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James H

1:100 Santa Maria 'First Step' - Amati

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1:100 Santa Maria – First Step
Amati

Catalogue # 600/03
Available from Euromodels for £69.99

 

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Santa María was built in Pontevedra, Galicia, in Spain's north-west region. She was probably a medium-sized nau (carrack), about 58 ft (17.7 m) long on deck, and according to Juan Escalante de Mendoza in 1575, Santa Maria was "very little larger than 100 toneladas" (about 100 tons, or tuns) burthen, or burden, and was used as the flagship for Columbus’ expedition. Santa María had a single deck and three small masts. She was the largest of the three ships used by Christopher Columbus in his first voyage. Her master and owner was Juan de la Cosa.

Courtesy of Wikipedia

 

The kit
Everyone has to start somewhere in this hobby, and few manage to build a fully rigged Man ‘O War or clipper without at least some experience of how to work timber etc. Of course, being any sort of modeller who can think on their feet is always an advantage, but there a whole demographic who would like something just to kick-start their passion, whether they are of our generation, or a whole new generation of younger modeller who may progress to the lofty heights you see here on Model Ship World. For that latter group, Amati have their First Step range, and today we take a look at the first of three of these kits that they’ve sent to us for review.

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Santa Maria is packaged into a small and attractive box with an artwork of a finished model on the lid, and some vessel history on the side. As you can see from the box, this particular model has a length of 28cm, a height of 24cm, and a width of 6cm. So, it’s still a reasonable size. Lifting the lid reveals a set of plans, instruction manual, sail cloth and printed paper sheet for flags, two pre-carved wooden hull halves, a bundle of strip wood, a packet with two MDF laser-cut sheets, a wooden display base, and a whole box of fittings.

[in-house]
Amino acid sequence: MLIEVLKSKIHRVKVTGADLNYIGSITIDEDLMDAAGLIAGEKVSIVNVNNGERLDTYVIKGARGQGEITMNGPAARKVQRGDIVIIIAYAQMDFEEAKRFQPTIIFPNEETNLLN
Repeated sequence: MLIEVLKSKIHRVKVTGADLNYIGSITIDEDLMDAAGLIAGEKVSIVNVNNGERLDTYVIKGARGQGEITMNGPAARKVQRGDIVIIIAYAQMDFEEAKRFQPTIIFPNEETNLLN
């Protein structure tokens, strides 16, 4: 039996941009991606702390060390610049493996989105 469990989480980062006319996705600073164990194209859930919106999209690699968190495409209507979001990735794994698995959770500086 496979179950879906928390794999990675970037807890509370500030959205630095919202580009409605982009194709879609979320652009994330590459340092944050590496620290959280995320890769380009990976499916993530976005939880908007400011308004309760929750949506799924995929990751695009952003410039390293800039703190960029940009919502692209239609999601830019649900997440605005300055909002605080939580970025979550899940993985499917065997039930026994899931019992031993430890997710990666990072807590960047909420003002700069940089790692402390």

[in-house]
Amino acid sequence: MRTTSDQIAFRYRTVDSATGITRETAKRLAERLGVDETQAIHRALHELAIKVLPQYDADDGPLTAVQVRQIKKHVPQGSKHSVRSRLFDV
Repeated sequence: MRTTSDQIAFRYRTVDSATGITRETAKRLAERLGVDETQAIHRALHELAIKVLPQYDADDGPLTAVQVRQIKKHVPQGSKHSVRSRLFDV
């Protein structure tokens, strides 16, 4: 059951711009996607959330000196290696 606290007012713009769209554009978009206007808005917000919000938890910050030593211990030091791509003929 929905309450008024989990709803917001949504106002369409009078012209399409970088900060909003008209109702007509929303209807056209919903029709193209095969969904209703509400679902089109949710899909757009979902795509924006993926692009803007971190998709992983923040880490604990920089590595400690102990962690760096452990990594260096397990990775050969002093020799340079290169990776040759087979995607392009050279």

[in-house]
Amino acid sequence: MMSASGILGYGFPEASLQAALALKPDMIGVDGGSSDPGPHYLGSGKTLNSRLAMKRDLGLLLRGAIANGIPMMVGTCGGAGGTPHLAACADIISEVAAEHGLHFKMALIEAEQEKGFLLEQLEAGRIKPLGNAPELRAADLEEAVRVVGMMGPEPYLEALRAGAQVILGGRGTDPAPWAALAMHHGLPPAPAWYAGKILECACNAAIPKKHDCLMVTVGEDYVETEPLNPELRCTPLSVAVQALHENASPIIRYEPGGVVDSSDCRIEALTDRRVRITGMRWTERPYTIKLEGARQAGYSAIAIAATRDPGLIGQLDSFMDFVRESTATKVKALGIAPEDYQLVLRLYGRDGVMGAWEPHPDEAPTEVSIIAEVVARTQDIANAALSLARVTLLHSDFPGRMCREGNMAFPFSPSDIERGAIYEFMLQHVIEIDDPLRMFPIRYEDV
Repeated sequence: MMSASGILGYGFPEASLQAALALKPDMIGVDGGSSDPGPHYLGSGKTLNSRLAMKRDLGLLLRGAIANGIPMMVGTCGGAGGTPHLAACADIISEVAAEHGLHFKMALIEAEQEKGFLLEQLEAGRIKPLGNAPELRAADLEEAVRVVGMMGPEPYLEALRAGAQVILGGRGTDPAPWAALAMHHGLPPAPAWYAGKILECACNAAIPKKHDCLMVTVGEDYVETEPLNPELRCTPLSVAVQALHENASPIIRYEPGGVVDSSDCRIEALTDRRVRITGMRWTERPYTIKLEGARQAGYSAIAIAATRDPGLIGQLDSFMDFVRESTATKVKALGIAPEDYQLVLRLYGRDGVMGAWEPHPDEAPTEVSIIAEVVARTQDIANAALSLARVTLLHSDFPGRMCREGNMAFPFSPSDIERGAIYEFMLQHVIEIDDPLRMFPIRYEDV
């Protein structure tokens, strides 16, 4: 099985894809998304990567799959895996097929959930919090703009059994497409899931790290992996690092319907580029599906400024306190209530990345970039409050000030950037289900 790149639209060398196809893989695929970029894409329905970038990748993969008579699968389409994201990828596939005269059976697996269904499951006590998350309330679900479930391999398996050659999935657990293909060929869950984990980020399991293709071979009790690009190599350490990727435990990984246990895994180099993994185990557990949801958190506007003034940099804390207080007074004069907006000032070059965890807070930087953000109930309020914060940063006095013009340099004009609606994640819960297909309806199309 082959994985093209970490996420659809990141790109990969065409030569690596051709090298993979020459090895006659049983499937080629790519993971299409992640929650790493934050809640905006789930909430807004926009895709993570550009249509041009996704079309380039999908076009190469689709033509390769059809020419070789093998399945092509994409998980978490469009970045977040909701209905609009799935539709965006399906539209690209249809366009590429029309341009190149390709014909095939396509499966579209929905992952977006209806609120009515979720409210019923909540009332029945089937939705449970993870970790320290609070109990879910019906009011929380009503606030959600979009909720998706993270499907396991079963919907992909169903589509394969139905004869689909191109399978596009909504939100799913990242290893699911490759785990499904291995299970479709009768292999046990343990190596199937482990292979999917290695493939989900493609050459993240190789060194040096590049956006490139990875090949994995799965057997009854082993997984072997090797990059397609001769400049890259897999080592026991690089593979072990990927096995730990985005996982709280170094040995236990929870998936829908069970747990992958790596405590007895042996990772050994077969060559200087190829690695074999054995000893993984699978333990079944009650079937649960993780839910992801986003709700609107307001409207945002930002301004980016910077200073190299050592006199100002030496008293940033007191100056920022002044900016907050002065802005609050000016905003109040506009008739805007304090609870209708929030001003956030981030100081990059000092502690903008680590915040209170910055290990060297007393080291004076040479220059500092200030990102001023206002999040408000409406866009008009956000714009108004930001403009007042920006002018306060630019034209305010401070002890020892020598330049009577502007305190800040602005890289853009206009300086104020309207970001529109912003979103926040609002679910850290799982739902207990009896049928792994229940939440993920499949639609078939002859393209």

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Unlike your traditional model ship/boat, where you either plank over a series of bulkheads or frames, the Santa Maria comes with two pre-carved hull halves. Looking at the other kits in this range, these halves appear to be of the same shape, but it’s what you add that really makes these models look very different from each other. Note the two holes. These are used to align the halves, and also peg through a centre plate which forms the keel. Instructions will show you how to paint and stain your model when complete.

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Here you see the main 4mm MDF sheet that contains the main keel/profile with the alignment holes and mast sockets, plus a deck section. Parts are all laser-cut and are clean and precise. Of course, you will need to ensure that any sanding that’s to be done with these parts means you will wear a face mask. Wood dust isn’t great for the respiratory system, but MDF can be particularly bad. Important that youngsters are aware of this.

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The second and last sheet is also MDF, but 10mm thick. There are ten parts here, for raising up the fore and aft decks, creating the correct shape of this ship and totally transforming the shape of the basic wooden hull halves.